Every 30 minutes, guards are supposed to break from shower duty and conduct a round of cell checks. The Department of Corrections mandates the 30-minute checks to make sure inmates in J-Building aren't hurting themselves or each other.
But on the night of Feb. 6 and into the following morning, Prietz wasn't making his rounds as often as he should have.
At about 1:30 a.m., an orderly named Eddie Lipscomb (no relation to the Department of Corrections spokeswoman) made his way to J-Building to help clean the cellblock and pass out breakfast trays. Orderlies -- inmates who've proved not to be serious risks -- assist guards in carrying out their tasks. Lipscomb noted in a written statement to prison officials that at 1:35 a.m., Hill and Prietz were still escorting inmates to showers. Another orderly, Jamie Ward, said showers continued until after 4 a.m.
That might explain why neither guard heard what inmate Kevin Boyd said he heard just after 2 a.m. "It sounded like something heavy being dropped, or being thrown down with extreme force repeatedly," Boyd wrote in a statement filed with the prison. "Then I heard someone yelling for the officer and for help."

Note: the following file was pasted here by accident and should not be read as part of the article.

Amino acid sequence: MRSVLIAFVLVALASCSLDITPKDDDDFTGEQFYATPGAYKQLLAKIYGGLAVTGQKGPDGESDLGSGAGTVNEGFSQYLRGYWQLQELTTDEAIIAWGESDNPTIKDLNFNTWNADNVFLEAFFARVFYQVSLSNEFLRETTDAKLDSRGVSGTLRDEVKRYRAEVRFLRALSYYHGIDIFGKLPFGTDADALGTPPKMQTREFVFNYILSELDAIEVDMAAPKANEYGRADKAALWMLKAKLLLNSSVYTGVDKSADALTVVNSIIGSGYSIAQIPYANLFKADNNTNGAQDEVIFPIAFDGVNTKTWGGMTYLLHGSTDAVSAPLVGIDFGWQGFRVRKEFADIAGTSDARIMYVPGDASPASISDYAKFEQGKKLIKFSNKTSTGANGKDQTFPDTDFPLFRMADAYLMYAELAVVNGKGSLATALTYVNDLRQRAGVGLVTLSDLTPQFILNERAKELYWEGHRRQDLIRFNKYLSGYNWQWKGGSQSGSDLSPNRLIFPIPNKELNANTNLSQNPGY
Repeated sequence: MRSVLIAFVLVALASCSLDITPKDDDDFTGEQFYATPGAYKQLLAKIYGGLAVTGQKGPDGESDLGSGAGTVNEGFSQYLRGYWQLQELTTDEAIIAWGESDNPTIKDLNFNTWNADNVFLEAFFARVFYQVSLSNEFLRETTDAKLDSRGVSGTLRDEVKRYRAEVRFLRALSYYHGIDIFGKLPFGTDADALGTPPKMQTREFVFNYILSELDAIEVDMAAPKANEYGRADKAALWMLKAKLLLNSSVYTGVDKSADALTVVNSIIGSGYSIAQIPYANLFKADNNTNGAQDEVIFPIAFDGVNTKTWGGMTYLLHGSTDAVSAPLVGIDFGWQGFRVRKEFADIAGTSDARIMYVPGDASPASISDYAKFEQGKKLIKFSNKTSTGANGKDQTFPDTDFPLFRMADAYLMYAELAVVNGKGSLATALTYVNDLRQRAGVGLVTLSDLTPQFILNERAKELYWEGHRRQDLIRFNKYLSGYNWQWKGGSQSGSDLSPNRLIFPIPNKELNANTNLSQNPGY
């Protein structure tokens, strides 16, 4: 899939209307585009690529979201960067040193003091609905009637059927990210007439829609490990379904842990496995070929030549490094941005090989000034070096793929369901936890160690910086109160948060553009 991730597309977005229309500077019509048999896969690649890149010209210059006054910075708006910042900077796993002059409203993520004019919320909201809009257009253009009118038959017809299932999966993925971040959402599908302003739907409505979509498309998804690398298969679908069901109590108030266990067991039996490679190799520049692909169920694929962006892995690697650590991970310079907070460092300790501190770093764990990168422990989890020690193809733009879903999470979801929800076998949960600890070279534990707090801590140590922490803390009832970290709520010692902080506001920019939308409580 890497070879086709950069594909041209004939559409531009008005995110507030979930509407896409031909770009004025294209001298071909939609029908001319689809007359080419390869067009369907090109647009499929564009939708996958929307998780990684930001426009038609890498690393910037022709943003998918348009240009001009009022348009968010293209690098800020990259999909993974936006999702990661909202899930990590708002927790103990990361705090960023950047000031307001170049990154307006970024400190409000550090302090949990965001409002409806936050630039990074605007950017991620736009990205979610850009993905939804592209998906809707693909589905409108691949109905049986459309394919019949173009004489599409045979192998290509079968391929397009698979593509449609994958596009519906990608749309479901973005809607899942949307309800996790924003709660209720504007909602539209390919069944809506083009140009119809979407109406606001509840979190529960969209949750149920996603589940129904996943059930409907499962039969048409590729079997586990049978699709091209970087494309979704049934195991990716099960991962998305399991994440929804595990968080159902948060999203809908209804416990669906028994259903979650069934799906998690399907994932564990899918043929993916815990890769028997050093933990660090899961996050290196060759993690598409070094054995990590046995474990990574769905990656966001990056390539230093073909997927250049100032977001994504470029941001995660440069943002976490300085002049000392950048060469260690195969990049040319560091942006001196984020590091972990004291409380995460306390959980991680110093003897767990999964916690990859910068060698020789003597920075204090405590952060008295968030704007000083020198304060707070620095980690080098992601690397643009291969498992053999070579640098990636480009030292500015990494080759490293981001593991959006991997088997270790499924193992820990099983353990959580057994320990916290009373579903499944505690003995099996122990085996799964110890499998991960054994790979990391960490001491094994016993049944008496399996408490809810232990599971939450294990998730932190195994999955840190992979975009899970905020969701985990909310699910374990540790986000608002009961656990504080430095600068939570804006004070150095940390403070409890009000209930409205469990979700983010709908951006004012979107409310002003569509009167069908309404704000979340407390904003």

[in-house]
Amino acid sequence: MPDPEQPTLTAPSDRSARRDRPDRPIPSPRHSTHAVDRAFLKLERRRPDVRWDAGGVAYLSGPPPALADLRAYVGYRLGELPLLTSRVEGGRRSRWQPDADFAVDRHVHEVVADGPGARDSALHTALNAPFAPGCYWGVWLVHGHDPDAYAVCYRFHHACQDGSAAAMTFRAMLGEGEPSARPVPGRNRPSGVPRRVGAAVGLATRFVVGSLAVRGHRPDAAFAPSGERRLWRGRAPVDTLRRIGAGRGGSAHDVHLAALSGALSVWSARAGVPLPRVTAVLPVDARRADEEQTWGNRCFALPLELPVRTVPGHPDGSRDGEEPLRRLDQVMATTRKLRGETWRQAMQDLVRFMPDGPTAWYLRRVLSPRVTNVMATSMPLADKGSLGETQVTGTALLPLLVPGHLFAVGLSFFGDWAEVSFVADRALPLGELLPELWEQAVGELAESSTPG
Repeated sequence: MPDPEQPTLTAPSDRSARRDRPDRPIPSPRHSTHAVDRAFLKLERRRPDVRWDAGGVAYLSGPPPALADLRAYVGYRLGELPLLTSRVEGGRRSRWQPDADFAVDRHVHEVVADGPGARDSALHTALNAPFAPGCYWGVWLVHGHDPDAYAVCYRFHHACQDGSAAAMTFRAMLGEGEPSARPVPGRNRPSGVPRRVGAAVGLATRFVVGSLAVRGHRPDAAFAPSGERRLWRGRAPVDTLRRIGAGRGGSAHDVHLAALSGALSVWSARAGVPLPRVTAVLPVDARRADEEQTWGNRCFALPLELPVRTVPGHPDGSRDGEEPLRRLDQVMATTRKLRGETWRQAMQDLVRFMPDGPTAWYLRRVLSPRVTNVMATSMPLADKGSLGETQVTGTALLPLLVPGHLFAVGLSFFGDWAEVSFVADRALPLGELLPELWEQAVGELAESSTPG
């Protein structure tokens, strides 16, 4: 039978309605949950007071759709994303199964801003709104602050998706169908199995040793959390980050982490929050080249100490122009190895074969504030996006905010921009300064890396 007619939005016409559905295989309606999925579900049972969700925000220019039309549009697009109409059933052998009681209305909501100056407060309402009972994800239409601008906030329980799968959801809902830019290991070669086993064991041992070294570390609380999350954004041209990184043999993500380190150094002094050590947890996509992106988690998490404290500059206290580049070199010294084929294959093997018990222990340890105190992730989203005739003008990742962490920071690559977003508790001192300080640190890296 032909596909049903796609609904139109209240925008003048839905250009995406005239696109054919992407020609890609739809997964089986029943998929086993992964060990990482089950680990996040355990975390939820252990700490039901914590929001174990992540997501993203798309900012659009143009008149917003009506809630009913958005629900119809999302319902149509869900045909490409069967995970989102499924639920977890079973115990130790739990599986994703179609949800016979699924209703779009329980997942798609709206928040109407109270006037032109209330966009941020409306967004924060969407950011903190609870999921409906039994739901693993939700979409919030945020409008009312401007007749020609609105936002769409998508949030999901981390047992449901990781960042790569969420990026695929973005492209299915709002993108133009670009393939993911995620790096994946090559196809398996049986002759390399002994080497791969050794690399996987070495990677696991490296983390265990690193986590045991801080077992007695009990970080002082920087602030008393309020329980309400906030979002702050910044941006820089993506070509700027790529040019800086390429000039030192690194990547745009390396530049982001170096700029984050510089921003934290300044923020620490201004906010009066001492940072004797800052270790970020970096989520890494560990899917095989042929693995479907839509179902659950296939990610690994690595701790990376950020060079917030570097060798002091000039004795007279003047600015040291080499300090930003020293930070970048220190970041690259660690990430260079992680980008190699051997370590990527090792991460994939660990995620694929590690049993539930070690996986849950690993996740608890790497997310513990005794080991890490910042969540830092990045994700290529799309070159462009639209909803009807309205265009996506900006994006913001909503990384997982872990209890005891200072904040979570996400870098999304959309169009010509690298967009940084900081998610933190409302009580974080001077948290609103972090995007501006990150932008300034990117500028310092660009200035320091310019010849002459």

Boyd was housed in cell No. 136, a downstairs cell under Hill's watch -- and almost directly below the cell Lee and Murphy shared. Boyd claims he asked Hill to tell whoever it was upstairs to be quiet. Hill replied "that he didn't know what was going on, but he had told the other officer to check on it," according to the inmate's statement. "This carried on for a few hours."
Prietz didn't check on Lee and Murphy from at least 2:10 a.m. to 4:10 a.m., according to prison documents.
In a written statement filed with the prison, Prietz said that when he checked on cell No. 235 at 4:10 a.m., both inmates were in their beds, Murphy on the top bunk and Lee on the bottom.
"At about 4:20 or so I heard a loud bang from the room," Prietz wrote. He says he returned to No. 235 and peeked through the steel door's small, square window. Murphy was standing by the window. He said he'd just jumped from his top bunk to use the toilet. "At that time I had seen a small amount of blood on his bed," Prietz wrote. "I asked where the blood came from. He showed me where he has stitches in the back of his head." It was an injury Murphy suffered in the days prior, Prietz noted.